To avoid security issues with Infrastructure as a Service (IaaS), many security-conscious companies use a simple solution: encrypting objects before they are placed in the cloud. Unfortunately, this
PaaS creates the environment for data access and processing. In the PaaS environment, data must be accessed, modified and stored. This means data will require decryption and re-encryption, thus introducing key management issues.
Encryption challenges are far from the only security issue with PaaS. In this tip, we'll examine PaaS security challenges companies should consider when contracting with a PaaS provider.
PaaS security challenge: Data location
PaaS offers the development environment for software along with the storage capability for resultant output or files. The actual platform is not a single host rather the platform and can be thought of as groups of clustered hosts. This means that, physically, the location of your data cannot be isolated to a specific sector on a specific host. The lack of a single location for data adds to the security challenge, since a single location is easier to secure than many.
PaaS holds the promise of reducing the cost of software development by providing the development tools and environment, such as software, storage areas and the necessary workspace. The PaaS environment achieves efficiency in part through duplication of data.
The duplication of data creates high availability of data for developers and users. However, data is never fully deleted; instead the pointers to the data are deleted. This distributed data remains, like any other data. The difference in this case is that the exact location is unknown, creating another security difficulty.
PaaS security challenge: Privileged access
A popular feature in PaaS is the advertised "built-in debug." Software developers typically use debug in order to work through problems found in code. Debug grants access to data and memory locations, allowing developers to step through code and modify values in order to test various outcomes. Debug offers the equivalent of privileged access and is a highly desired tool for developers but also for hackers.
Another advantage of using PaaS is that the organization does not have to deal with the balancing act between security and programmer privileges. Oftentimes, programmers want to work within the privileged environment and simply request full access rather than going through the process of determining which specific privileges are actually needed. By moving development into the PaaS environment, an organization transfers the touchy problem to the cloud service provider to resolve. Obviously, this does not guarantee the safest or best resolution of the problem, but it moves responsibility to another entity.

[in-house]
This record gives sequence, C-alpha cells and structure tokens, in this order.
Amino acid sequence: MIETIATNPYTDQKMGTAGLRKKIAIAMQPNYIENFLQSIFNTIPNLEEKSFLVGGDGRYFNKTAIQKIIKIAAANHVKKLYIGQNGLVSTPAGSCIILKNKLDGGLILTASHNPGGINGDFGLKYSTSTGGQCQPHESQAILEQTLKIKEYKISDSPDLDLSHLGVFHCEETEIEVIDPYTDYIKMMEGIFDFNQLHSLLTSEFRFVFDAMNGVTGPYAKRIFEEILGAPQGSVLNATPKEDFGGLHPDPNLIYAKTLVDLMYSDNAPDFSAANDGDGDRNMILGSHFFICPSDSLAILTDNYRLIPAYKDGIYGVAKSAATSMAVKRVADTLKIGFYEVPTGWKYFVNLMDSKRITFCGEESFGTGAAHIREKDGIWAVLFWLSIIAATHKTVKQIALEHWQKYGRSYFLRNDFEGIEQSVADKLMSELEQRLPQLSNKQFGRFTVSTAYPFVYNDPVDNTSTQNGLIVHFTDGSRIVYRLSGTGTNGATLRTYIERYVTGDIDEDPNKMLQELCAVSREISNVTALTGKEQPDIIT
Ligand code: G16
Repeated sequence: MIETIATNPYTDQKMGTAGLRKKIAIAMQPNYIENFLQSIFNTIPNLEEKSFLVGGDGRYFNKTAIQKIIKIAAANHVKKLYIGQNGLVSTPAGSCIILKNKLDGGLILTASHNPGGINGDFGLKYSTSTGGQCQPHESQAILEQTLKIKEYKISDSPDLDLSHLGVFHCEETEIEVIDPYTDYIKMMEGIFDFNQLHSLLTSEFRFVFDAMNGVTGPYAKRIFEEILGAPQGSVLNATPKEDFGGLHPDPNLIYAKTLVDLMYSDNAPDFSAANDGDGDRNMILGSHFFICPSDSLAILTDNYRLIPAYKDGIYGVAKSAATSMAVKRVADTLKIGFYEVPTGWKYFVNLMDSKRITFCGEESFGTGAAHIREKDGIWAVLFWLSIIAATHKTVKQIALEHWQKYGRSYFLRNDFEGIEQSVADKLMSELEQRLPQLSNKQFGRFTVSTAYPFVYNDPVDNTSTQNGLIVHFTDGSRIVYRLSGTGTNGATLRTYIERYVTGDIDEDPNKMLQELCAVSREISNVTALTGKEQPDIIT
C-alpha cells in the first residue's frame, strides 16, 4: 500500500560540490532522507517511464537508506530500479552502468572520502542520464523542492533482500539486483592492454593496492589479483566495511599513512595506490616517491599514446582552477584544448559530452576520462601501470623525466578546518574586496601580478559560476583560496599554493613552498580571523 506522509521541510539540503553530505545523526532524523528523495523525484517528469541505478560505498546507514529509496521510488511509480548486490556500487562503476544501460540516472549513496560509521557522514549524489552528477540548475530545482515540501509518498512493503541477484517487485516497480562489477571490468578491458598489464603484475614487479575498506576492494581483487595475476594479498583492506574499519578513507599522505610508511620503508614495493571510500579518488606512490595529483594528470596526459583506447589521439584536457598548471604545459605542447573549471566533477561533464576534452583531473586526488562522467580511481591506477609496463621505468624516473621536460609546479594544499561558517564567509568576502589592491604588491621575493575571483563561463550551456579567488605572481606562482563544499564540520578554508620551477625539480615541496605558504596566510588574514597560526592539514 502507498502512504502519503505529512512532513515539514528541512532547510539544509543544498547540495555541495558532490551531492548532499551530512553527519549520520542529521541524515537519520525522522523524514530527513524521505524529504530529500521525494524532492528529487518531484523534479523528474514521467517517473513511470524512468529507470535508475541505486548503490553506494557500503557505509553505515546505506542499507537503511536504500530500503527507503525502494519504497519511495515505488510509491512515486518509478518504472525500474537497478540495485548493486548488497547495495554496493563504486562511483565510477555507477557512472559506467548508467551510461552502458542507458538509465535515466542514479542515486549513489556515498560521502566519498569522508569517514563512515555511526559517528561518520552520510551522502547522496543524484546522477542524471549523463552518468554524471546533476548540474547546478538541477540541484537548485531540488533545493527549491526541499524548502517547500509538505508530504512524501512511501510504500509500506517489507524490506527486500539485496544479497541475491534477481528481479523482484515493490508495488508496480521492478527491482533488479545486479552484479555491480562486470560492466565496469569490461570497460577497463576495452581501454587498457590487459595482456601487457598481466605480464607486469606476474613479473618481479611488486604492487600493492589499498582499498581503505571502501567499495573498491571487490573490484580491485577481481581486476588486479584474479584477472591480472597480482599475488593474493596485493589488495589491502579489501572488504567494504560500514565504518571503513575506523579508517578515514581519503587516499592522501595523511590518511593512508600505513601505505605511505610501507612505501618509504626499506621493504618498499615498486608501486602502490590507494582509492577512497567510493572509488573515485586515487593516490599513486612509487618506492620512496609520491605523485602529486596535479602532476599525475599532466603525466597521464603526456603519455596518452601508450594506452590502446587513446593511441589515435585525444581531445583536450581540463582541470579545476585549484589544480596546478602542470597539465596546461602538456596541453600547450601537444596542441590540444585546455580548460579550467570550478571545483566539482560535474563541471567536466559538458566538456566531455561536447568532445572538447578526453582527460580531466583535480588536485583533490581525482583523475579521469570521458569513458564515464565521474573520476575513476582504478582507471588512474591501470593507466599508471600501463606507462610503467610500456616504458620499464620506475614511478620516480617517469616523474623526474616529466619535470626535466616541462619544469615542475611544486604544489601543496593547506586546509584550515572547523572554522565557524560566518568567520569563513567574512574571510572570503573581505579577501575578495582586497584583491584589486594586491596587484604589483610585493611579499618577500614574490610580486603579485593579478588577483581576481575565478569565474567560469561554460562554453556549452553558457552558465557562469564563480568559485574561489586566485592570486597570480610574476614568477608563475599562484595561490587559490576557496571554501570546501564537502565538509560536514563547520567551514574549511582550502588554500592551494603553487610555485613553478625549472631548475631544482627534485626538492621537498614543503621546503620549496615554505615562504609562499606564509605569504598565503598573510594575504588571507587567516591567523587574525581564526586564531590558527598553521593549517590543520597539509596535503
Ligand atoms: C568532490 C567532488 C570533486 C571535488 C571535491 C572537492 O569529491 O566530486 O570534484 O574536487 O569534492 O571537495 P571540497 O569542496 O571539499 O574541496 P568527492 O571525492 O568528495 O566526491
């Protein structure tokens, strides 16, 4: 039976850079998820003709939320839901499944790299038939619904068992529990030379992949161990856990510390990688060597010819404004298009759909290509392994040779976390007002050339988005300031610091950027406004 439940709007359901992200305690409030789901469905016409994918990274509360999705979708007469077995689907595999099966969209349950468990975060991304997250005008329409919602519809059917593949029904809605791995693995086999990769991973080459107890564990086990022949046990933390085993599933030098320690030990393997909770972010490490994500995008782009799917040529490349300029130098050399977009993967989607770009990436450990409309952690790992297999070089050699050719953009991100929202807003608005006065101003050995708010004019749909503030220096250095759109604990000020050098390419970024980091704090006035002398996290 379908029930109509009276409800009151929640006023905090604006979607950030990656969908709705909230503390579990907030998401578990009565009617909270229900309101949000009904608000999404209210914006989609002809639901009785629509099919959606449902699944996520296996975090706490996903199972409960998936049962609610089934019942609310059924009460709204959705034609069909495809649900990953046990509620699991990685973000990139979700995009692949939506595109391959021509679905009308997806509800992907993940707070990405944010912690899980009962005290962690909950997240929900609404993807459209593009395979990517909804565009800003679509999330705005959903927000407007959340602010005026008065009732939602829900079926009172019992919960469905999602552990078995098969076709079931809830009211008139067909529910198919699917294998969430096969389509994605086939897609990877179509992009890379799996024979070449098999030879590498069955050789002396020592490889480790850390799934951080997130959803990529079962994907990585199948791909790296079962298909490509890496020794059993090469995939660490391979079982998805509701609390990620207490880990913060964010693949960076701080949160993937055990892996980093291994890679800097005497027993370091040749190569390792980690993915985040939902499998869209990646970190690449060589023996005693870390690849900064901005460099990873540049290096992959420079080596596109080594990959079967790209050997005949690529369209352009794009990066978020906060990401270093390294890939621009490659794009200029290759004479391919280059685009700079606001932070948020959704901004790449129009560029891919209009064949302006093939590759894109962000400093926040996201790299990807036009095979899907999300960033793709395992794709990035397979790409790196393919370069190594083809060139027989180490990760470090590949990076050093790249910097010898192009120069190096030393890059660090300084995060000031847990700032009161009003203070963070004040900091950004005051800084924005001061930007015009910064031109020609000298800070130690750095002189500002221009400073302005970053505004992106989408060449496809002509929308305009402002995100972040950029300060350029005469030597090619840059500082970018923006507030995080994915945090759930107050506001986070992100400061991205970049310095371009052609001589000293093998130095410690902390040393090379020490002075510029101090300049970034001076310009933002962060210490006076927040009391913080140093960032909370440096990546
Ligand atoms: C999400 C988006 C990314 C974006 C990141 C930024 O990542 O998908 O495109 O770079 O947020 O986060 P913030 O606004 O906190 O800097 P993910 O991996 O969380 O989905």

PaaS security challenge: Distributed system
The PaaS file system is often highly distributed. One popular implementation uses the Hadoop distributed file system(HDFS). The HDFS service uses independently managed Namenodes/Namespaces; the nodes may be independent, but the cloud service provider (CSP) owns the cluster so it is likely that standardized configuration paths will be in place. The HDFS uses the following default ports: 50070, 50075 and 50090. These ports are TCP ports, but they represent attack vectors where various inputs can be tried in an attempt to cause failures or DoS behaviors.
Additionally, using Map Reduce requires allowing TCP access on ports 50030 and 50060. Other ports require opening for Namenode, Datanode(s), Backupnode, Jobtracker and Tasktracker. Since these are used for operations and management, they also present potential attack vectors.
While it is important to recognize that potential attack vectors are not real vulnerabilities, they represent areas that require additional analysis before committing to the PaaS architecture. Evaluation of the traffic flow and the security mechanisms in place are minimal requirements. The CSP should be able to provide the necessary security, but the responsibility for verifying this belongs to the client.
About the author:
Char Sample has close to 20 years of experience in Internet security, and she has been involved with integrating various security technologies in both the public and private sectors. She is a doctoral candidate at Capitol College, where her dissertation topic deals with the use of cultural markers in attack attribution.
This was first published in September 2012